Can't say that I was sitting on the edge of my chair, not really any suspense. A bit of Romeo and Julliet story combined with those damned biters. But the main question is, how many bullets can a gun take?

Gore 1,5/5 Nudity 0/5 Effects 3,5/5 Story 2,5/5 Comedy 0/5

Reviewed by GL84 8 / 10

Enjoyable if slightly flawed zombie effort

As a zombie plague threatens India, a man and the orphan he picks up along the way try to deal with the influx of the ravenous creatures on his plans to return to the city for his pregnant lover and escape the zombie-infested country.

Overall this one wasn't all that bad and provided a lot to like here. What works the best here is the fact that there's just no rest allowed throughout here from the zombie massacre, which is really from the start here on throughout the rest of the film. With the initial encounters starting just minutes after the opening credits and basically put forth from that point onward, there's hardly any let-up here as the encounters with the swarm continually provide this one with plenty of enjoyable scenes throughout the landscape filled with zombies that provide this one with plenty of high-quality scenes. The initial attack on their fortress is quite enjoyable with the creatures creating some rather impressive moments here amongst all the panic and chaos creating a dizzying confusion that's incredibly exciting, the early scenes of him stumbling onto the truth about the plague with the various quick encounters here leaving this one with a rather impressive set of action scenes of him fighting through the hordes at the hang-gliders' office and the group swarming through the lost village in the desert as these have plenty of rather fun encounters. Even later ones in the hut with the zombie children and the large assault on the swarm with the soldiers moving into the city provide this one with plenty of action and outstanding gore effects with their being blasted in the head continuously while also offering up plenty of traditional bites and gut- munching displayed here to really give this one a lot to like. There's also a few small flaws here in the fact of this one coming off pretty much like a retread of the original on in a new country which allows for a different culture atmosphere to permeate the film as the main selling point between the two. There's not a whole lot different here that really warrants the difference in country-specific setting as done here, and that even runs into the film's other problem in this one being basically a road-movie plot line that runs throughout here. That happened in the first one, and continues here with this one based on having brief, quick encounters as the need to flee is the main survival instinct at hand so while there's a ton of action it doesn't have the grand, epic action scene rather than dozens of brief encounters to move this along since they need to keep going away from them, which also popped up in the first one. Otherwise, this one had a lot of great parts to make it enjoyable.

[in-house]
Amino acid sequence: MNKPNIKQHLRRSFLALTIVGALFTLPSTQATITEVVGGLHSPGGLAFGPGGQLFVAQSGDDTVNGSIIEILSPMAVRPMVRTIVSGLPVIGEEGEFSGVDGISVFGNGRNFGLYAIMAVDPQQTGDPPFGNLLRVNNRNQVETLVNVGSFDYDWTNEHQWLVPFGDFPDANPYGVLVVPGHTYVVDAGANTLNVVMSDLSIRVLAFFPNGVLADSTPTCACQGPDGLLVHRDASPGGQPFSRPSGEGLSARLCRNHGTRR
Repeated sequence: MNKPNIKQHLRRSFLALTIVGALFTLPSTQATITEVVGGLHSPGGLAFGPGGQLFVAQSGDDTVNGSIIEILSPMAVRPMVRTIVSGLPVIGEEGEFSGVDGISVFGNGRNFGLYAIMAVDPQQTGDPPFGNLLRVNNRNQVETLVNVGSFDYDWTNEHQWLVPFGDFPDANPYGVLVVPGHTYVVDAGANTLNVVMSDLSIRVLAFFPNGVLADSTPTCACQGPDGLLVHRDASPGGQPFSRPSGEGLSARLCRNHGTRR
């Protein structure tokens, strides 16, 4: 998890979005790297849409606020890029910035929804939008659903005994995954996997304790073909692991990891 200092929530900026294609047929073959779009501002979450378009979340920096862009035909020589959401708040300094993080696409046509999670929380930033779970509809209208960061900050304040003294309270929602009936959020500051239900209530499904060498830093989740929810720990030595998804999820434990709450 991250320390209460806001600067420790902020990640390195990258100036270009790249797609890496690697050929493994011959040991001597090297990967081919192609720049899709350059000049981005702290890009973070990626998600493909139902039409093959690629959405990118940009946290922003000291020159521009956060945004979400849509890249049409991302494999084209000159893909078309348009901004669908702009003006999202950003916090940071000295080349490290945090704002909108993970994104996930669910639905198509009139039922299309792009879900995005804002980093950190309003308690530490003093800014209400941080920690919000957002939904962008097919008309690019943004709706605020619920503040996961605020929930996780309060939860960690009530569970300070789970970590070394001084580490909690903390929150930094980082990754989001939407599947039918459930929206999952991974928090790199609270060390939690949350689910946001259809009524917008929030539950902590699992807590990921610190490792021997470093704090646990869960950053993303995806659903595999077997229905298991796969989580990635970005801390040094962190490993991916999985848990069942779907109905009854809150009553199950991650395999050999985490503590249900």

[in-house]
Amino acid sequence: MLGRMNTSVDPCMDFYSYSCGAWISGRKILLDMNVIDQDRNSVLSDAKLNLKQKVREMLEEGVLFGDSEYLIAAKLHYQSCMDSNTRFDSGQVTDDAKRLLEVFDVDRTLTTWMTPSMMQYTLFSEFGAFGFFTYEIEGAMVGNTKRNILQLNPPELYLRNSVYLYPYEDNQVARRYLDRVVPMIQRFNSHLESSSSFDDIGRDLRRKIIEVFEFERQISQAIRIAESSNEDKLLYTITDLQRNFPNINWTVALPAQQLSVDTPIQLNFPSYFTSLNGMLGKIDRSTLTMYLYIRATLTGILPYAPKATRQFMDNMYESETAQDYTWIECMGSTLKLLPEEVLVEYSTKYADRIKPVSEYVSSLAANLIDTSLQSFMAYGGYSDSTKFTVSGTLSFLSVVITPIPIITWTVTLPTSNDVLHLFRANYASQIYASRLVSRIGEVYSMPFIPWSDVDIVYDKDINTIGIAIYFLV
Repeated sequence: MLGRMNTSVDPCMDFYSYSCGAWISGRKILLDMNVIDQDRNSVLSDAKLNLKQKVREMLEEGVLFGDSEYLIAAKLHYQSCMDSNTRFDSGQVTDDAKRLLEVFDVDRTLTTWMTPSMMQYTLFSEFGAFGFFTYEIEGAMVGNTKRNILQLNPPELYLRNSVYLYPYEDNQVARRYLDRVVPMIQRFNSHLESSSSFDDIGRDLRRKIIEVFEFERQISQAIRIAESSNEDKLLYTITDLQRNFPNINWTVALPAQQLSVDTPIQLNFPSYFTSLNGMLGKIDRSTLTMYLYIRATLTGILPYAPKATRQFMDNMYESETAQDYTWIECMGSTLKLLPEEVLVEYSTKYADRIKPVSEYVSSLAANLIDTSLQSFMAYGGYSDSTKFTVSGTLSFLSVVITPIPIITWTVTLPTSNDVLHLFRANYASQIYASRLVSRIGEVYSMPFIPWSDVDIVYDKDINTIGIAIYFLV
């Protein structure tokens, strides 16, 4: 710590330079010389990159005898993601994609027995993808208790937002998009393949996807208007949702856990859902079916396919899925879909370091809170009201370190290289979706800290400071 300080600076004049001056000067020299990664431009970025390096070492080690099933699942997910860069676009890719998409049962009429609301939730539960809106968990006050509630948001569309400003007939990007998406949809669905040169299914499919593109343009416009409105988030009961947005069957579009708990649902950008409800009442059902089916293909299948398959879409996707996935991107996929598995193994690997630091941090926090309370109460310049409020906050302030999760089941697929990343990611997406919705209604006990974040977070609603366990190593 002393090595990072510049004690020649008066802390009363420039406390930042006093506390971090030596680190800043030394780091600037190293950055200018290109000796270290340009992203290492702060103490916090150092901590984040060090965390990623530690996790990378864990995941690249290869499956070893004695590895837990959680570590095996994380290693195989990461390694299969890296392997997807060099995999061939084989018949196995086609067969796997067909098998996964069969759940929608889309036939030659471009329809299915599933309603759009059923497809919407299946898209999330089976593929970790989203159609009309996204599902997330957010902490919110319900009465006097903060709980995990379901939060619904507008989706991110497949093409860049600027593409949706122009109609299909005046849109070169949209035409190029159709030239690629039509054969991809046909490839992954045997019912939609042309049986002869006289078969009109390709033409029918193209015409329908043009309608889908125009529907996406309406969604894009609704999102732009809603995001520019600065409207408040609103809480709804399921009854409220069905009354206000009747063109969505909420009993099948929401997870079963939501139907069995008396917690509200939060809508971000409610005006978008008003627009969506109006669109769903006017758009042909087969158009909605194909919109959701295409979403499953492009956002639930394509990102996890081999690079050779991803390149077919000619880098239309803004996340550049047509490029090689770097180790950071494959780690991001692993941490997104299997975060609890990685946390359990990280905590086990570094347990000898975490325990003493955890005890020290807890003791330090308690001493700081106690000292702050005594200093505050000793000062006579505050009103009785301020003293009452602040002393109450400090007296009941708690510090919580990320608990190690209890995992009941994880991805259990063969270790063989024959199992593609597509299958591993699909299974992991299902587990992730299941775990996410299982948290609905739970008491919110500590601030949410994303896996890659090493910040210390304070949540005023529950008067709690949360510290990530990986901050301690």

Rated R: Graphic Violence, Graphic Language and for strong themes of children-in-jeopardy.